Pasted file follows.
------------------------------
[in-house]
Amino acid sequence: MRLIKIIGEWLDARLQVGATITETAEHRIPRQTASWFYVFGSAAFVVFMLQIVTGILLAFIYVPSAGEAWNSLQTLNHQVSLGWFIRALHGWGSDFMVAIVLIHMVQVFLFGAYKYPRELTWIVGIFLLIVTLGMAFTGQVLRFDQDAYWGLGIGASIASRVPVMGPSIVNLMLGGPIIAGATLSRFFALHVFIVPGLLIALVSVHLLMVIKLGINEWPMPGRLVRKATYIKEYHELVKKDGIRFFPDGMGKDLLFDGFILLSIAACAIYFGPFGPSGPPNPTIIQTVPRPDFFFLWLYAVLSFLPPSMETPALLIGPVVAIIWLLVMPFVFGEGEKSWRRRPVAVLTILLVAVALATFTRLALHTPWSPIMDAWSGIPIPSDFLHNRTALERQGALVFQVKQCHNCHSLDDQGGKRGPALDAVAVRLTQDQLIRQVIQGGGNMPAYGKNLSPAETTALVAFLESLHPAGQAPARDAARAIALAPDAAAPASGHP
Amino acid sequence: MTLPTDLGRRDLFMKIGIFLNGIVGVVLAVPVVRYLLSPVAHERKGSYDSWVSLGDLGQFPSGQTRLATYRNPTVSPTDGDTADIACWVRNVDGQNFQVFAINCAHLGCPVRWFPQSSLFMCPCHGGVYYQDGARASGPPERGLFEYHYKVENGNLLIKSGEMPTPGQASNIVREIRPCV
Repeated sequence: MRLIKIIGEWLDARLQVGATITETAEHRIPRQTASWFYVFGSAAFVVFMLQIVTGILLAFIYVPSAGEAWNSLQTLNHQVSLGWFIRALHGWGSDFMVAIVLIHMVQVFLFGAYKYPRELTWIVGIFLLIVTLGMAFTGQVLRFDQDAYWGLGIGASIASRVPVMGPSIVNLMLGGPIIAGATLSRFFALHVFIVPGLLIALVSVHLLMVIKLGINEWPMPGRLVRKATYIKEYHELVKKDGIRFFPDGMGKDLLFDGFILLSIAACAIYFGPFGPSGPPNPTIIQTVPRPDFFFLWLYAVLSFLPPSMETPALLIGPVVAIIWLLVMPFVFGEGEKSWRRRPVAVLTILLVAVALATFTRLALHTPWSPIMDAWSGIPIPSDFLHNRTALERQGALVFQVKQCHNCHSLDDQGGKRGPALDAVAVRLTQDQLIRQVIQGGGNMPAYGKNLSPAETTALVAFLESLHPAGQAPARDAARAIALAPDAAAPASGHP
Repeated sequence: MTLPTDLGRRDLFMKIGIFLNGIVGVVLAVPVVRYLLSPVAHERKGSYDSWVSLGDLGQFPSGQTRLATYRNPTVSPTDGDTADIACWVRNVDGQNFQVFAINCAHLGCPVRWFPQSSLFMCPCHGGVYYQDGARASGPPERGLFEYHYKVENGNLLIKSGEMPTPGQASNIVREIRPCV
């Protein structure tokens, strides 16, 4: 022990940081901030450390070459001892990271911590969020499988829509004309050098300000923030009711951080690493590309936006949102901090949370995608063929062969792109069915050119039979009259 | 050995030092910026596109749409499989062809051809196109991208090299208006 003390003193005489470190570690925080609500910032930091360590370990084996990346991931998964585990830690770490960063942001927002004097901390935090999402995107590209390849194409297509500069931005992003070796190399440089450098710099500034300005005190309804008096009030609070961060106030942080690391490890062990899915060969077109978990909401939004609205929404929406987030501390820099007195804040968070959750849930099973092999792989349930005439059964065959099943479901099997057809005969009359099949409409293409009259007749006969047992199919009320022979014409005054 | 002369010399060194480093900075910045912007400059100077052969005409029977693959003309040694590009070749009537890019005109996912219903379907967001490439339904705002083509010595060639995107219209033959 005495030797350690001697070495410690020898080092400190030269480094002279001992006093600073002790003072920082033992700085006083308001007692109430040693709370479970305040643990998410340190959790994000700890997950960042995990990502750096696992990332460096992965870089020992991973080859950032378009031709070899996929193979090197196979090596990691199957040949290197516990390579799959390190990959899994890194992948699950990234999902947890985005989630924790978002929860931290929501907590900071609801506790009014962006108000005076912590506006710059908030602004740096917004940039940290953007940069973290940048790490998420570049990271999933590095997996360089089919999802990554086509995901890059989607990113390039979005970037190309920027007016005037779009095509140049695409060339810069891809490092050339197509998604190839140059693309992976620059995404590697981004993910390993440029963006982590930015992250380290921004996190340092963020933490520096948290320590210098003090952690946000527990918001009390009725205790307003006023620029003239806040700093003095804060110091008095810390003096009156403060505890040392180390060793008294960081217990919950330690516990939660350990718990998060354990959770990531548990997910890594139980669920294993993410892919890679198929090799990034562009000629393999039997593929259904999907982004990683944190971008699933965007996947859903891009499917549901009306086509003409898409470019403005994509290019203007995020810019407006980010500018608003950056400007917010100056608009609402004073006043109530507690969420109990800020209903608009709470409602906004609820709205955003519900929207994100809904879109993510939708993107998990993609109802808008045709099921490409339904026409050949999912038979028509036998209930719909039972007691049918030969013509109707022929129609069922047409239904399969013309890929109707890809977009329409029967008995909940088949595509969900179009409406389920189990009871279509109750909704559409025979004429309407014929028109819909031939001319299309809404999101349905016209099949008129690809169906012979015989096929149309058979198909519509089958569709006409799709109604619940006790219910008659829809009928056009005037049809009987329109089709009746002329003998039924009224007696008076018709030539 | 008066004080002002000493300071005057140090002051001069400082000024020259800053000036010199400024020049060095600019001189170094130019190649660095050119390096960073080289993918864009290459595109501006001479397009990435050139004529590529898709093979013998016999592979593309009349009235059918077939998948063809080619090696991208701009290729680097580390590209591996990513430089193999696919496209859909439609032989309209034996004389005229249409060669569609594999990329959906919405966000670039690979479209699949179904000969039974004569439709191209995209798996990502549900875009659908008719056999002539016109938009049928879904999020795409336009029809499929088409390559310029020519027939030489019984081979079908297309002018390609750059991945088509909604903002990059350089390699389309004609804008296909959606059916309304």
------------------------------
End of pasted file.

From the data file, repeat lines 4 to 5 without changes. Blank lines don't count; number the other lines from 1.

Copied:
Repeated sequence: MRLIKIIGEWLDARLQVGATITETAEHRIPRQTASWFYVFGSAAFVVFMLQIVTGILLAFIYVPSAGEAWNSLQTLNHQVSLGWFIRALHGWGSDFMVAIVLIHMVQVFLFGAYKYPRELTWIVGIFLLIVTLGMAFTGQVLRFDQDAYWGLGIGASIASRVPVMGPSIVNLMLGGPIIAGATLSRFFALHVFIVPGLLIALVSVHLLMVIKLGINEWPMPGRLVRKATYIKEYHELVKKDGIRFFPDGMGKDLLFDGFILLSIAACAIYFGPFGPSGPPNPTIIQTVPRPDFFFLWLYAVLSFLPPSMETPALLIGPVVAIIWLLVMPFVFGEGEKSWRRRPVAVLTILLVAVALATFTRLALHTPWSPIMDAWSGIPIPSDFLHNRTALERQGALVFQVKQCHNCHSLDDQGGKRGPALDAVAVRLTQDQLIRQVIQGGGNMPAYGKNLSPAETTALVAFLESLHPAGQAPARDAARAIALAPDAAAPASGHP
Repeated sequence: MTLPTDLGRRDLFMKIGIFLNGIVGVVLAVPVVRYLLSPVAHERKGSYDSWVSLGDLGQFPSGQTRLATYRNPTVSPTDGDTADIACWVRNVDGQNFQVFAINCAHLGCPVRWFPQSSLFMCPCHGGVYYQDGARASGPPERGLFEYHYKVENGNLLIKSGEMPTPGQASNIVREIRPCV